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Knowing nothing about Brian Herbet, I've been of the disposition for a while that it was in poor taste for B. Herbert to take credit for much of his late father's legacy. I was advised, by those whom first directed me towards the series, to only read the original tetralogy, so I can only comment on the first four books.
Personally, I found that the first Dune book was interesting. I wouldn't necessarily describe it as heavy, but it was thorough and sometimes thought-provoking. Dune Messiah abandoned much of the political interest of the first book and seemed to be an exploration of the personal and relational development of Paul and Chani. That was a theme that was far too pronounced for the remainder of the books. God Emperor was an adequate conclusion but was not an adequate reparation for the time I'd invested into the series.
Call me cynical, but I assume that the decline in quality is Brian lacking his father's ability to tell a tale, yet continuing to capitalise on the notes he'd inherited anyway.
I feel that the story's discursiveness is because it's in the third person. In third person writing, the author generally assumes the role of a story-teller in its most distilled form — the author will detail a plot and the events surrounding that plot as comprehensively as possible. In my opinion, it's a clumsy and out-dated way to tell a story. When writing short stories, there's often a constraint on what, how, or how much you can write, as unsignedinteger notes. Therefore, for short stories particularly, the author should put consideration into leaving bits open to thought and discussion; otherwise a couple of sentences or a couple of pages are left as a largely forgettable experience. Consider the extremely short story (sometimes mis-attributed to Ernest Hemmingway): For Sale: Baby shoes, never worn. That's quite poignant and whilst some might argue that it leaves a lot to be desired; I feel it leaves a lot to be contemplated upon.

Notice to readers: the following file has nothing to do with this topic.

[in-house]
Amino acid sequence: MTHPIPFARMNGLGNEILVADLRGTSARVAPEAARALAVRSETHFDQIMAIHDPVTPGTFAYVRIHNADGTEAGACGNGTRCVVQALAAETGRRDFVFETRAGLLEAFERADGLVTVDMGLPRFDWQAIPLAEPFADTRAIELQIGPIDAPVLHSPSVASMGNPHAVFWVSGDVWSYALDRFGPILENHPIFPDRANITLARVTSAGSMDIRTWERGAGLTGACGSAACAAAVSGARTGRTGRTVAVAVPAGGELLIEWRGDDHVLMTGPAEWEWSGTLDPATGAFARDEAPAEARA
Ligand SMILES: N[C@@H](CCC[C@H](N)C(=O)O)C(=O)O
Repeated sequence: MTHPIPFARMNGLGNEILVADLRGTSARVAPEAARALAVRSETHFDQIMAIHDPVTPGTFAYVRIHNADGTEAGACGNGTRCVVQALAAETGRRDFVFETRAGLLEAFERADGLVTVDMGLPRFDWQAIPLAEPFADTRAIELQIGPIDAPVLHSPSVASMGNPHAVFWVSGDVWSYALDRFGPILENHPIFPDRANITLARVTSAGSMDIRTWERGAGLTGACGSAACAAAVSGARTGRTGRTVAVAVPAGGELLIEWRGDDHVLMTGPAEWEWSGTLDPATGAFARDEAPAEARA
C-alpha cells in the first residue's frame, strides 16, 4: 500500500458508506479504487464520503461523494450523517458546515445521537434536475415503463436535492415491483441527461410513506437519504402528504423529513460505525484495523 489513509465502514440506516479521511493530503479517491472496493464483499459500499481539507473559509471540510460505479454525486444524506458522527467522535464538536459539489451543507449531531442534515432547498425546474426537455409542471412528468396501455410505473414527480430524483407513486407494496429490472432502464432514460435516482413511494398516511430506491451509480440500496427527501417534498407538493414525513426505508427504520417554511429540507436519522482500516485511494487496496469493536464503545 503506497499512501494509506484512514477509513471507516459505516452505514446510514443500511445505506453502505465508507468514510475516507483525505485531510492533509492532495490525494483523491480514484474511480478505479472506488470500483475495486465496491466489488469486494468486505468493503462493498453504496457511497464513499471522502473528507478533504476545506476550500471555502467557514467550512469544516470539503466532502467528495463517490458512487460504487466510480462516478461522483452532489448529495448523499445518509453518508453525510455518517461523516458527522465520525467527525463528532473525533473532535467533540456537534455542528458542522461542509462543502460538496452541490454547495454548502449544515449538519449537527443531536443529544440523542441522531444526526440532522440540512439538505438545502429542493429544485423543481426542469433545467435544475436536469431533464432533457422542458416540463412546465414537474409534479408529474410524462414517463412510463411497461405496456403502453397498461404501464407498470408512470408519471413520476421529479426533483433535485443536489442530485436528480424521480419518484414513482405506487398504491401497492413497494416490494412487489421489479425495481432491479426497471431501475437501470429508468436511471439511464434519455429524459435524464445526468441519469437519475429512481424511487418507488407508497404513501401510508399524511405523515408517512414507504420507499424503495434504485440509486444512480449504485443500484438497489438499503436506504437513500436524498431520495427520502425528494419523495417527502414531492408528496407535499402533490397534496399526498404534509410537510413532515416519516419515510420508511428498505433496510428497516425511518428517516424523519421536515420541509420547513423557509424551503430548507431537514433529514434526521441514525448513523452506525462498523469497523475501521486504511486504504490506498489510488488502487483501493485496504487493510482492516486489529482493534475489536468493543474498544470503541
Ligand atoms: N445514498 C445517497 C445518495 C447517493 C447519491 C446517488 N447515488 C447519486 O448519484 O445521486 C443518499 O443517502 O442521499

Above experimenting with writing about new emotions, political agendas, sentence structure, and so on, I'd recommend writing in new perspectives. Write stories in third-person, or first-person, or alternate between a whole cast of characters' experiences. You might even want to experiment with more contemporary developments in writing such as stream-of-consciousness or epistolary stories. One should do this so that the author's interaction with the characters is different and so that the reader's interaction with the characters is different. Someone reading a story that's a stream-of-consciousness is burdened, perhaps uneasily, by the fact that what they're reading is a total exposé of the absurd complexity of the human thought process and the banality of many everyday observations that enter our cognitive ambit. An author writing in the first-person for example, must uphold a certain standard of perceptiveness for how the character would act in a (their?) situation.